One day I looked at myself in the mirror (literally) and asked: Dalila, where are you? Where is that brave, adventurous woman you used to be? The woman that survived a civil war in spite of traveling on roads that were attacked everyday? The woman that faced discrimination for being a woman, blonde, in a work environment where men ruled (I was a vet on a state dairy farm run by an ex-soldier, that looked at me on my first day of work and asked: what is a white, blonde, woman be able to do here?)? Where was that brave woman that survived the difficult times after independence when there was no food? That had to walk sometimes 10km to faculty because there was no public transport? That spend nights and nights on food cues, and in the morning with only 1 or 2 hours of sleep would go straight to faculty? ENOUGH Dalila.

I decided I would travel again, I would fly again. So, I talked with a friend that was a doctor, and started to use a strategy. I would take a mild relaxing pill before embarking, and (as my flights are usually around 11 hours) I would take a sleeping pill soon after dinner. This way I would sleep most of the time and be able to bear the flight. It worked. Slowly I started enjoying flying again, slowly I started seeing how free I was, slowly everything changed. And my solo traveling started.

Two things that are for me essential to help is to BE COMFY and especially on long flights, SLEEP. Long flights can be a nightmare to the ones that are afraid to fly. Long hours with nothing to do, hearing every single noise, feeling every bit of turbulence, stressing over and over again. Being able to sleep for most of the flight was key in my struggle to overcome my fear of flying. To help being comfy and to sleep, this is what I usually do:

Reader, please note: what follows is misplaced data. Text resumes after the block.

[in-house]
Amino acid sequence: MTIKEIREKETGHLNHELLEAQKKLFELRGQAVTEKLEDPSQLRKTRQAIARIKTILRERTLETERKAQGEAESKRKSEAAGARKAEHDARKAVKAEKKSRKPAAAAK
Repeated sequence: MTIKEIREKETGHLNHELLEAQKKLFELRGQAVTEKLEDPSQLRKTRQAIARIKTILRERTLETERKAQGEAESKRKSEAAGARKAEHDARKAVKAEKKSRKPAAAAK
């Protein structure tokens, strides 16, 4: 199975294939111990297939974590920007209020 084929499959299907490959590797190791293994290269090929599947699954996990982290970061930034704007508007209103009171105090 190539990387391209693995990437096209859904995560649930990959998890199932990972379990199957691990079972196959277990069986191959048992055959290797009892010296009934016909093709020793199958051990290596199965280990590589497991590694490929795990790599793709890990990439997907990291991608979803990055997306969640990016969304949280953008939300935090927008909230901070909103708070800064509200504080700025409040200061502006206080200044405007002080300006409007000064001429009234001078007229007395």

• Check-in online, go early to the airport, dispatch my luggage, and relax before the flight. Lately I also add fast track to my flight, so I can avoid being on long cues and have enough time to sit, and relax
  • I always travel on the window seat so I do not need to spend the night standing up and sitting again, to let my neighbor go to the toilet (and oh boy, how many times some people go, ouch). Even when the window seats are “fully booked” if you let the crew know you are afraid of flying, and they see its real, they always try to get you a window seat if you want it
  • I wear compression socks, they help a lot with feet swelling and comfort
  • I use a good traveling pillow,
  • I wear a sleeping mask
  • I put on wax earplugs
  • I wear comfortable clothes and a good pair of socks that keep my feet warm (over the compression ones)
  • I limit my liquid intake so I will not wake up many times to go to the toilet (but still keep hydrated)
  • I take melatonin, 1 hour before sleeping
  • I meditate for 5 to 10 minutes before sleeping or do just some deep breath exercises, and remind myself that turbulence is just like a bumpy road, the car shakes and jumps but nothing  bad happens
  • I never drink alcohol during my flights

I now travel once or twice a year to distant countries, and several times, by car, to South Africa and Swaziland.

I hope this somehow helped one of you, and please leave a comment if you have questions, or just a testimony of what you do to overcome your fear.

Alla proxima, buona serata (yeah, I am learning Italian)